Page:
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Review: My Bloody Valentine worth the wait

Posted 12:59am on Thursday, Apr. 23, 2009

DALLAS -- As the crowd filed into the Palladium Ballroom Wednesday night, each person was handed a fresh pair of earplugs. While the protective foam implements are not an uncommon sight at rock shows, it's rare when a band actually insists on providing them.

But then, most bands don't have the reputation of My Bloody Valentine.

Fronted by the enigmatic, exacting Kevin Shields, the Dublin-formed and London-based foursome (vocalist/guitarist Bilinda Butcher, bassist Debbie Googe and drummer Colm Ó Cíosóig) more than lived up to its billing as one of the loudest acts on the planet. Indeed, the finale -- You Made Me Realise -- was capped by nearly 15 minutes of sustained, tooth-rattling, gut-thumping cacophony; a veritable blizzard of feedback, white noise, and, buried somewhere in there, the crash of Ó Cíosóig's cymbals.

With only five U.S. dates slated, including a slot at the just-completed Coachella festival in California, My Bloody Valentine also made its north Texas debut Wednesday. Along with that ear-bleeding notoriety comes influence; not for nothing was Wayne Coyne in the house -- his band, the Flaming Lips, owes a debt to the psychedelic sweep of MBV's catalog. My Bloody Valentine has just two studio albums and a slew of EPs to its credit, but the sonic reach of the noise-pop outfit is considerable. Acts as diverse as Spiritualized, M83 and the Verve also genuflect to MBV's pioneering shoegaze sound -- that deliberate, droning deconstruction of classic pop forms.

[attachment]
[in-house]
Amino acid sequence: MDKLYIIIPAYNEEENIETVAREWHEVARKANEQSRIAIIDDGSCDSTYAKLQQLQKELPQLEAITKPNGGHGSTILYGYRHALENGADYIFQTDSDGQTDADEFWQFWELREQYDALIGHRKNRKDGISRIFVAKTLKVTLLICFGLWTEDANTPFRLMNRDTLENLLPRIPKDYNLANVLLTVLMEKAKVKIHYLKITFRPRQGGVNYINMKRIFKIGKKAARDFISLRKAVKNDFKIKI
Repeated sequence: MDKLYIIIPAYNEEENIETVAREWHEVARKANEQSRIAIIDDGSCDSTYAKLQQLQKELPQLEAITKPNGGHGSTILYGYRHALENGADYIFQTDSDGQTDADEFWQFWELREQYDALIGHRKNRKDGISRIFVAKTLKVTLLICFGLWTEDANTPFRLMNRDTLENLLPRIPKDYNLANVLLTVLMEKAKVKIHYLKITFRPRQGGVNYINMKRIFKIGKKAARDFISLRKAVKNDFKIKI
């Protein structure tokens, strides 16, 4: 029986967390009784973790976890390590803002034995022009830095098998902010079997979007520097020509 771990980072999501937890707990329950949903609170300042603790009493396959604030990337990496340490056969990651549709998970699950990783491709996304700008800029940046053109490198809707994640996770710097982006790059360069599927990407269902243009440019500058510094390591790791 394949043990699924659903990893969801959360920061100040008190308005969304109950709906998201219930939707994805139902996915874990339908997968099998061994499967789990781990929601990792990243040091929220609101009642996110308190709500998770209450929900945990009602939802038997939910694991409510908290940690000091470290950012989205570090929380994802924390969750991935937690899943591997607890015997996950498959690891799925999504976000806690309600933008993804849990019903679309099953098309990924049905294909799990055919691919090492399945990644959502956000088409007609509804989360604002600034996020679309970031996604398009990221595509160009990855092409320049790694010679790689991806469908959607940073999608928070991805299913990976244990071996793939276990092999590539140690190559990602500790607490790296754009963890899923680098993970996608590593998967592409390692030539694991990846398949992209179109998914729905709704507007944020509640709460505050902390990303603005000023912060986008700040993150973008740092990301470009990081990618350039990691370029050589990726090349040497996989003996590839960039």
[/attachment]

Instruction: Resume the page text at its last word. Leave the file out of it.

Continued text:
After releasing its sophomore full-length Loveless in 1991, My Bloody Valentine imploded, in part because of financial and creative friction, leaving a generation of fans aching for new material, something which has been suggested might be forthcoming. Still, simply the fact that Shields and company are touring again, let alone entertaining the idea of recording, is reason enough to celebrate.

For 90 minutes, from within a cocoon of dense, strobe-lit murk, My Bloody Valentine -- which kept the stage patter to an absolute minimum -- riveted a sadly thin but nevertheless ecstatic audience. Visceral in every sense of the word, the punishing wall of sound reeled from Shields' and Butcher's barely-there vocals and spiraling guitar lines to thudding, stick-in-your-gut bass and cascading percussion.

Yet for all of the unrelenting intensity, stacks upon stacks of Marshall amplifiers and sheer sensory overload, the sound was quite crisp, allowing each member's contributions to be heard, however briefly, before slipping back into the hypnotic miasma.

My Bloody Valentine delivered a powerhouse performance at the Palladium Ballroom, the sort that sticks with you long after the house lights come up and one which will surely be remembered come year's end. It's difficult to articulate precisely what it meant -- and most crucially, felt like -- to see one of the most respected bands in the world do what it loves, with no expectations of anything approaching crude, commercialized top 40 pap.

All anyone wanted was the songs; the glorious splashes of melody subsumed by all manner of bristled brilliance, rendered with tenacity and grace by one of modern music's most revelatory talents.

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